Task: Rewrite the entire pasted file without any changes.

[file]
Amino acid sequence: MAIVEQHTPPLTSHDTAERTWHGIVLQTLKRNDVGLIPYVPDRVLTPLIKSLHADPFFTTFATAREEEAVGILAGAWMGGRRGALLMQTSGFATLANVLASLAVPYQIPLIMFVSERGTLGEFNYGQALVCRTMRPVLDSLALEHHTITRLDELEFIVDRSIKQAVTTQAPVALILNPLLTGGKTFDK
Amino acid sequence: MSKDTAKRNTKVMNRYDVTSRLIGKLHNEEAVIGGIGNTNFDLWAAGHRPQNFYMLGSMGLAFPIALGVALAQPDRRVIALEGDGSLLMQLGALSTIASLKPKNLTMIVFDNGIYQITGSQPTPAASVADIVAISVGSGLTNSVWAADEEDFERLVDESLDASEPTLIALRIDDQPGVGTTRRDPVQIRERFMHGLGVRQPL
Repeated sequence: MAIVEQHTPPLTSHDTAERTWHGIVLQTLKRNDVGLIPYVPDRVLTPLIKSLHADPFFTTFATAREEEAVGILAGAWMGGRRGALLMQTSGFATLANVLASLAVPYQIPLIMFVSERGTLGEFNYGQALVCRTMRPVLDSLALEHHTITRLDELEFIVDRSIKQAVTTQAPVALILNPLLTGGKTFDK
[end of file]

Amino acid sequence: MAIVEQHTPPLTSHDTAERTWHGIVLQTLKRNDVGLIPYVPDRVLTPLIKSLHADPFFTTFATAREEEAVGILAGAWMGGRRGALLMQTSGFATLANVLASLAVPYQIPLIMFVSERGTLGEFNYGQALVCRTMRPVLDSLALEHHTITRLDELEFIVDRSIKQAVTTQAPVALILNPLLTGGKTFDK
Amino acid sequence: MSKDTAKRNTKVMNRYDVTSRLIGKLHNEEAVIGGIGNTNFDLWAAGHRPQNFYMLGSMGLAFPIALGVALAQPDRRVIALEGDGSLLMQLGALSTIASLKPKNLTMIVFDNGIYQITGSQPTPAASVADIVAISVGSGLTNSVWAADEEDFERLVDESLDASEPTLIALRIDDQPGVGTTRRDPVQIRERFMHGLGVRQPL
Repeated sequence: MAIVEQHTPPLTSHDTAERTWHGIVLQTLKRNDVGLIPYVPDRVLTPLIKSLHADPFFTTFATAREEEAVGILAGAWMGGRRGALLMQTSGFATLANVLASLAVPYQIPLIMFVSERGTLGEFNYGQALVCRTMRPVLDSLALEHHTITRLDELEFIVDRSIKQAVTTQAPVALILNPLLTGGKTFDK